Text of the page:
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Who is the “Fifth Hobbit” from The Lord of the Rings, and why does he not appear in Peter Jackson’s film trilogy? Like the four Beetles or the lyrics to Bohemian Rhapsody, the names of the nine Lord of the Rings Fellowship members are engraved into public awareness, and each of J.R.R. Tolkien’s primary crew found their way into Peter Jackson’s record-breaking 2000s movie trilogy.
Unfortunately, a number of key supporting characters were left out. Tom Bombadil, Glorfindel (in the current timeframe), and a certain rotund Hobbit by the name of Fredegar “Fatty” Bolger are among the Lord of the Rings literary characters who have been jettisoned for live-action… And, unlike Glorfindel, whose sequences were given to Arwen, Fatty Bolger’s role in the Lord of the Rings was cut from Jackson’s films.
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During Bilbo Baggins‘ celebration speech, the Bolger family is mentioned, and effects designer Norman Cates plays an anonymous background Hobbit subsequently identified as “Fredegar Bolger,” but his brief role has no similarity to the book version. Another “Fatty Bolger” is revealed in the extended edition of Lord of the Rings: The Fellowship of the Ring, who is barely more than a namesake.
The Role Of Fatty Bolger In The Lord Of The Rings Is Expounded
Frodo Baggins, Samwise Gamgee, Meriadoc Brandybuck, and Peregrin Took have an unbreakable bond. They leave The Shire as a fearless quartet embarking on an adventure into the unknown, only to return irrevocably transformed, with no one in The Shire understanding their experiences during The War of the Ring. It’s strange to think about a fifth Hobbit infiltrating that select group. Fatty Bolger is a character who appears frequently in Tolkien’s works.As a member of the “conspirators” who uncover Frodo’s small, golden burden and his impending departure from the Shire in The Fellowship of the Ring. Sam, Merry, and Pippin are Fatty’s fellow Frodo-friends, and they all confront Frodo about the Ring, the voyage, the secret talks with Gandalf, and the Ringwraiths. Bolger is fully present throughout this pivotal dialogue, making him an unique example of a Hobbit who is aware of the War of the Ring rather than burying his head in potatoes and home-brewed ale.
During these passages, the five Hobbits had a strong bond, with Fatty Bolger being just as vital to Frodo’s first leg of the journey as the Ring-other bearer’s companions. Bolger is even invited to join them on their journey to Bree and beyond, but he politely declines because he is a fearful Hobbit who does not want to enter the scary Old Forest. There would have been ten Fellowship members if he had accepted. Despite this, Fatty offers to act as a decoy, putting the Ringwraiths off Frodo’s trail for as long as possible and showing a set of potatoes that any Hobbit farmer would be proud of…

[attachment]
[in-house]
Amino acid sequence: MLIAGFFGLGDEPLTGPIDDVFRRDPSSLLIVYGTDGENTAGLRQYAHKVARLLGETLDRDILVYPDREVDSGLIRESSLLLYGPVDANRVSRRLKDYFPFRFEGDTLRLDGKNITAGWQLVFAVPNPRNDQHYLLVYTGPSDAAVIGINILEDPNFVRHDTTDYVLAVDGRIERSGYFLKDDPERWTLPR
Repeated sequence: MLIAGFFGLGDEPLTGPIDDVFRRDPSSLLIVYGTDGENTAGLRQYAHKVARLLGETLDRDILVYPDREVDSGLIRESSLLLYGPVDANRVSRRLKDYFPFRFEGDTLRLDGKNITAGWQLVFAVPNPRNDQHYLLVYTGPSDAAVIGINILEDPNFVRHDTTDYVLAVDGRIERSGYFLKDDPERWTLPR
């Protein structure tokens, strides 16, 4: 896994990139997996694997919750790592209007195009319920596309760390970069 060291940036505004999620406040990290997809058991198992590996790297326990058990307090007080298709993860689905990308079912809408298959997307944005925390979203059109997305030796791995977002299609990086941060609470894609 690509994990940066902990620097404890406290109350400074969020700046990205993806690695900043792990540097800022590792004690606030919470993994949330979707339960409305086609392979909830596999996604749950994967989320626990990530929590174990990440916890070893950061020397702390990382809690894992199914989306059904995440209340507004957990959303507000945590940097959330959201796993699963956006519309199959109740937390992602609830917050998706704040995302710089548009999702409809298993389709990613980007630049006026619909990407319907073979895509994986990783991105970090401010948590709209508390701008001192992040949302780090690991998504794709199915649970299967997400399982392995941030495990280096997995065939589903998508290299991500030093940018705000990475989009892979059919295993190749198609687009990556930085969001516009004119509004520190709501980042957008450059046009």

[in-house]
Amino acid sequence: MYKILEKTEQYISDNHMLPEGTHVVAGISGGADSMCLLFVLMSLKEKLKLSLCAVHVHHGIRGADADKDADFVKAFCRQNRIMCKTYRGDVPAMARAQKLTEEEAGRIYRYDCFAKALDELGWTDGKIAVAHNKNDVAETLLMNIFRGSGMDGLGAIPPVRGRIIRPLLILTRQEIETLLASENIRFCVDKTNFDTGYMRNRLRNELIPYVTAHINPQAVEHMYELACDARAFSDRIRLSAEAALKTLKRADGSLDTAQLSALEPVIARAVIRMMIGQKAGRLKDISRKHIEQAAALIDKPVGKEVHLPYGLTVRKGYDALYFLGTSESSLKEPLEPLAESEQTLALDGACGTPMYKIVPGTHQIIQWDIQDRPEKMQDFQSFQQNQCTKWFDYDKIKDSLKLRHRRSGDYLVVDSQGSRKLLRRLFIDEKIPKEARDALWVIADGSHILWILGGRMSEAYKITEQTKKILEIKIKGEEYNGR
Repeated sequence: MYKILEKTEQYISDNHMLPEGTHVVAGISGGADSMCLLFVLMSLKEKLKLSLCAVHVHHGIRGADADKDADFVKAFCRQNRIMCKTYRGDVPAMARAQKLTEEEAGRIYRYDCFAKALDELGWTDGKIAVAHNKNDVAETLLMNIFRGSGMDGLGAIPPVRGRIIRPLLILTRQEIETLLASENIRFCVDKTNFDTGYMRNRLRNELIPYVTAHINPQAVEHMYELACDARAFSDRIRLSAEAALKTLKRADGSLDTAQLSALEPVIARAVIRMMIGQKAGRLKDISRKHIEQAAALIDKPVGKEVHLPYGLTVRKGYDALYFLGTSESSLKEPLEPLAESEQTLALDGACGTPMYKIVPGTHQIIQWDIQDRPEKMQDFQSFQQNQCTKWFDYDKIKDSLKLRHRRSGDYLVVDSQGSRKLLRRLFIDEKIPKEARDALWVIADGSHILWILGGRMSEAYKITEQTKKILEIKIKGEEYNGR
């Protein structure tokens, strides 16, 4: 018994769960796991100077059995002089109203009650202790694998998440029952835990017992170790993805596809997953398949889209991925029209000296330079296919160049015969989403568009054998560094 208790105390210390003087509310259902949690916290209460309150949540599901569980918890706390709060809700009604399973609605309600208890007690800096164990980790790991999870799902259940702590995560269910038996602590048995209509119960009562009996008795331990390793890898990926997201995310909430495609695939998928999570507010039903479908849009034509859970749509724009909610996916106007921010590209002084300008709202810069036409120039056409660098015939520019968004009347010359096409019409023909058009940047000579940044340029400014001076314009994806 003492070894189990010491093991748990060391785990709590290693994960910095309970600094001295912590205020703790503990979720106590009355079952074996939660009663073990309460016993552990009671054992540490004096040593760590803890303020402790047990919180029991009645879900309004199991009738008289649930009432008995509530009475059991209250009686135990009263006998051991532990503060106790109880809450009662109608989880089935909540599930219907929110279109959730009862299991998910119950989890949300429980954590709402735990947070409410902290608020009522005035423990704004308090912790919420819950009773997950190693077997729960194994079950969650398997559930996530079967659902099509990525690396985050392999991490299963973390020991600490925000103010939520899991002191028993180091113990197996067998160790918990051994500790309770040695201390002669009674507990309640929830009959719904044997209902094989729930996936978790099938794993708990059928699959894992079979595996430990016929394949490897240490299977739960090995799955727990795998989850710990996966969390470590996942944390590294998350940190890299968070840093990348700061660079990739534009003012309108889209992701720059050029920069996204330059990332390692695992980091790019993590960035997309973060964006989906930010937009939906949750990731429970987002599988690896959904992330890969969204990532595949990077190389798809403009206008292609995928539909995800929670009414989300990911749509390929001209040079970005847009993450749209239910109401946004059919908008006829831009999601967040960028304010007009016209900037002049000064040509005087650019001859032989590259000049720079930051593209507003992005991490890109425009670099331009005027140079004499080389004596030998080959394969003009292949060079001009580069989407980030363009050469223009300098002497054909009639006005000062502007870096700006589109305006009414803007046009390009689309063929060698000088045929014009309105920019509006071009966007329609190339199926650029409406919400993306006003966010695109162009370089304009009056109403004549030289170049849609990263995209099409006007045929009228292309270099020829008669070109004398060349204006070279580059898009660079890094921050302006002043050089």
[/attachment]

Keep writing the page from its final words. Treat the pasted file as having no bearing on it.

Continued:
Fatty Bolger reappears in the Scouring of the Shire chapters of The Return of the King, and that early taste of adventure must’ve rubbed off. Before happily reconciling with Pippin, the forgotten Hobbit is captured leading a rebel party against Saruman.
Fatty Bolger’s Exclusion From Peter Jackson’s Lord Of The Rings Trilogy
Fatty Bolger’s omission from Peter Jackson’s Lord of the Rings film trilogy can be attributed to two causes. First and foremost, Jackson cuts both stories in which Bolger becomes relevant for pace reasons. Fatty Bolger accompanies Bag End’s most famous son to his new home in Crickhollow, then stays behind to fool Ringwraiths, in the original books, a year passes between Bilbo Baggins’ birthday party and Frodo leaving the Shire, creating the subplot where Fatty Bolger accompanies Bag End’s most famous son to his new home in Crickhollow, then stays behind to fool Ringwraiths. Frodo’s flight from the Shire is nearly instantaneous in Peter Jackson’s 2001 production of The Fellowship of the Ring, and there’s no group of “conspirators” anticipating what their friend is planning, rendering Fatty Bolger’s basic purpose meaningless.For similar reasons, The Return of the King omits Tolkien’s Scouring of the Shire plotline, omitting the one other scene in which Fatty Bolger might have appeared.
It’s also interesting noting how J.R.R. Tolkien, who isn’t famed for his brevity, reduced Fatty Bolger’s function in the book. The appearance of an extra pony in earlier printings indicates that the “Fifth Hobbit” was originally planned to accompany Frodo further. When Peter Jackson sat down to reduce The Fellowship of the Ring into a manageable film, it’s easy to see why he turned to Lord of the Rings characters that even Tolkien omitted.
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